Put it into action: If body positivity seems too far-fetched for you, work toward body neutrality. “Because of diet culture, jumping right into loving your body can be so difficult for people,” Dr. Albers says. “Instead, it might be easier to start with accepting your body as it is — what it does for you, how it helps you.”
If you equate movement with exercise — and subsequently, with dread — you can probably blame diet culture. But there’s another way. Rather than exercising to burn calories, this principle recognizes that it feels good to move.
“Intuitive eating encourages you to do movements that bring you joy,” Dr. Albers explains. “And notice that it’s about movement, not exercise because sometimes exercise makes people think, ‘I’ve got to sweat and lose calories.’”
Example: You decide to go for a walk instead of running. You know running burns more calories, but you can’t stand doing it, whereas walking makes you happy.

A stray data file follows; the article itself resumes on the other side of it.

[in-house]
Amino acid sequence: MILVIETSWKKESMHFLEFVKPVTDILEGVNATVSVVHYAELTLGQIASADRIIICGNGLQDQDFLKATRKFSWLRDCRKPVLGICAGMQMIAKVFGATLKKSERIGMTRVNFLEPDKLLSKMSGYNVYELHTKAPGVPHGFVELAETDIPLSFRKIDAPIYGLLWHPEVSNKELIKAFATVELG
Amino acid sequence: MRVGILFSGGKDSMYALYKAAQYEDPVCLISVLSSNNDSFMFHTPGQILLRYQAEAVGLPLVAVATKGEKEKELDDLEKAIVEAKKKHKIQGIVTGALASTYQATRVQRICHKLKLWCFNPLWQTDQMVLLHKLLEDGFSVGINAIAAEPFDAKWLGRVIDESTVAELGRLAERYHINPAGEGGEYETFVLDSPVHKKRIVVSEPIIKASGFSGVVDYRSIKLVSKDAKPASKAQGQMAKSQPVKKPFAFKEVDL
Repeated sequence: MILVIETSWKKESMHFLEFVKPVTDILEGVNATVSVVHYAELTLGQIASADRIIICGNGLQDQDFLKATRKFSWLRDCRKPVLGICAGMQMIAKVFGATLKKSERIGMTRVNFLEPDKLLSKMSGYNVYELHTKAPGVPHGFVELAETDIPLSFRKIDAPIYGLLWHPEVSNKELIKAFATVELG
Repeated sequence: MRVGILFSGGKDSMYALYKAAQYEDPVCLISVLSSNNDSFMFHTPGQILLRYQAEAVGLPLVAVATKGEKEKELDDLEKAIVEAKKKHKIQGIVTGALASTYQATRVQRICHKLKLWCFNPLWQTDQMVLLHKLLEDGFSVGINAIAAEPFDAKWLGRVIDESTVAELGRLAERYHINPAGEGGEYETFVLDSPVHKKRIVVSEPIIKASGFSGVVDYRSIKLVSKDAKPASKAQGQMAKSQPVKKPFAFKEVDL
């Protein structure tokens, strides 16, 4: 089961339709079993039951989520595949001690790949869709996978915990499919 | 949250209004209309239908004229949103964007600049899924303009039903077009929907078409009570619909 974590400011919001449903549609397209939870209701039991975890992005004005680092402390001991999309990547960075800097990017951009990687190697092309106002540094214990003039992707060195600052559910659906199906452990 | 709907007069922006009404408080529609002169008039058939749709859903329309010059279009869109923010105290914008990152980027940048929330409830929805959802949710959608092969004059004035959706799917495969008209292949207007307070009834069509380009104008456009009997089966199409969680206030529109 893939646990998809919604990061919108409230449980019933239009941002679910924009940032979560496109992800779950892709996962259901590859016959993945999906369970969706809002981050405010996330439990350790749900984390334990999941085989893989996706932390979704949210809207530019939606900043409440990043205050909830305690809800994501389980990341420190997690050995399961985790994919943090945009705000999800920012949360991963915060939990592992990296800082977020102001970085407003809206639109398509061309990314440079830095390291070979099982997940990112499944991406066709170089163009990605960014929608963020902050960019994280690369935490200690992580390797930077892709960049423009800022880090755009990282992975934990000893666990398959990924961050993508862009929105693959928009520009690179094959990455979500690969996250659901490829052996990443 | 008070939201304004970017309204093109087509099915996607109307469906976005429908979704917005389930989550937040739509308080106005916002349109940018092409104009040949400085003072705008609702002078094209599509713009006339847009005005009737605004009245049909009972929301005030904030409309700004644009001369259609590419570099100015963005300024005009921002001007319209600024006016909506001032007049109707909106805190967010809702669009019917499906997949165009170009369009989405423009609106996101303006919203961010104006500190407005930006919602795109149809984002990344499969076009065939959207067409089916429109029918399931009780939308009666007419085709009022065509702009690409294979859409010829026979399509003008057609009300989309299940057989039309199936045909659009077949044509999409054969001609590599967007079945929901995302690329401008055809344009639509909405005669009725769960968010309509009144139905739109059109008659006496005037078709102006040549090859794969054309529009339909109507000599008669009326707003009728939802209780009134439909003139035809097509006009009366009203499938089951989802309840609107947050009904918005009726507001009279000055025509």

Put it into action: Explore ways to move that you enjoy and that make you feel strong and energized, whether it’s dancing, walking your dog, surfing or playing tennis. “Notice how your body feels when it’s active,” adds Dr. Albers.
The other nine principles are about tuning in to your internal needs, but intuitive eating isn’t asking you to forget everything you’ve been taught about nutrition. This principle asks you to turn to science to understand your body’s needs.
“Food science informs us about how certain foods impact our appetite, health and fullness,” Dr. Albers says.
Example: You notice that whenever you have toast for breakfast, you become hungry almost immediately afterward. You start putting peanut butter on your morning toast, which keeps you fuller for longer.
Put it into action: Work on melding the internal (how you feel about what you eat) with the external (food science) to figure out what food choices will satisfy your overlapping needs.